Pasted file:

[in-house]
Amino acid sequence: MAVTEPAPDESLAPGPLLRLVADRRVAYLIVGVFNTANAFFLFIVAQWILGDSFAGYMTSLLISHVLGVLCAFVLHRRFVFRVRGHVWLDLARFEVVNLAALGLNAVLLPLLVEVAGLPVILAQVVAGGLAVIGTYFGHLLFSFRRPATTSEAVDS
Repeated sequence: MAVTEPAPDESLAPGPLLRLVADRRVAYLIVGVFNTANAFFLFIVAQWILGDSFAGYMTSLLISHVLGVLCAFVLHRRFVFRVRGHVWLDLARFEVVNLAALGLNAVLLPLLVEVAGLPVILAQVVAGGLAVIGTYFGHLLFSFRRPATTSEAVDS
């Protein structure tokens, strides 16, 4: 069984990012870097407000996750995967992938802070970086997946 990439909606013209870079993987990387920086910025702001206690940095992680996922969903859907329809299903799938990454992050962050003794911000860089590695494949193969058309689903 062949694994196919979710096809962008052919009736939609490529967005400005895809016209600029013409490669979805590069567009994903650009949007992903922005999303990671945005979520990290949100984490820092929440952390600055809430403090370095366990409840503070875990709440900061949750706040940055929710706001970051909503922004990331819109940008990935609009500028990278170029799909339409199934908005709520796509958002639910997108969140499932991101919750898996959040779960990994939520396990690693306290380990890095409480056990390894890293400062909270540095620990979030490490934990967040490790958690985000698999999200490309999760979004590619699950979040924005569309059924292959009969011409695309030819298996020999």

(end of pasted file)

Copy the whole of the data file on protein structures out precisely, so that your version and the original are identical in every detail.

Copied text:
[in-house]
Amino acid sequence: MAVTEPAPDESLAPGPLLRLVADRRVAYLIVGVFNTANAFFLFIVAQWILGDSFAGYMTSLLISHVLGVLCAFVLHRRFVFRVRGHVWLDLARFEVVNLAALGLNAVLLPLLVEVAGLPVILAQVVAGGLAVIGTYFGHLLFSFRRPATTSEAVDS
Repeated sequence: MAVTEPAPDESLAPGPLLRLVADRRVAYLIVGVFNTANAFFLFIVAQWILGDSFAGYMTSLLISHVLGVLCAFVLHRRFVFRVRGHVWLDLARFEVVNLAALGLNAVLLPLLVEVAGLPVILAQVVAGGLAVIGTYFGHLLFSFRRPATTSEAVDS
């Protein structure tokens, strides 16, 4: 069984990012870097407000996750995967992938802070970086997946 990439909606013209870079993987990387920086910025702001206690940095992680996922969903859907329809299903799938990454992050962050003794911000860089590695494949193969058309689903 062949694994196919979710096809962008052919009736939609490529967005400005895809016209600029013409490669979805590069567009994903650009949007992903922005999303990671945005979520990290949100984490820092929440952390600055809430403090370095366990409840503070875990709440900061949750706040940055929710706001970051909503922004990331819109940008990935609009500028990278170029799909339409199934908005709520796509958002639910997108969140499932991101919750898996959040779960990994939520396990690693306290380990890095409480056990390894890293400062909270540095620990979030490490934990967040490790958690985000698999999200490309999760979004590619699950979040924005569309059924292959009969011409695309030819298996020999």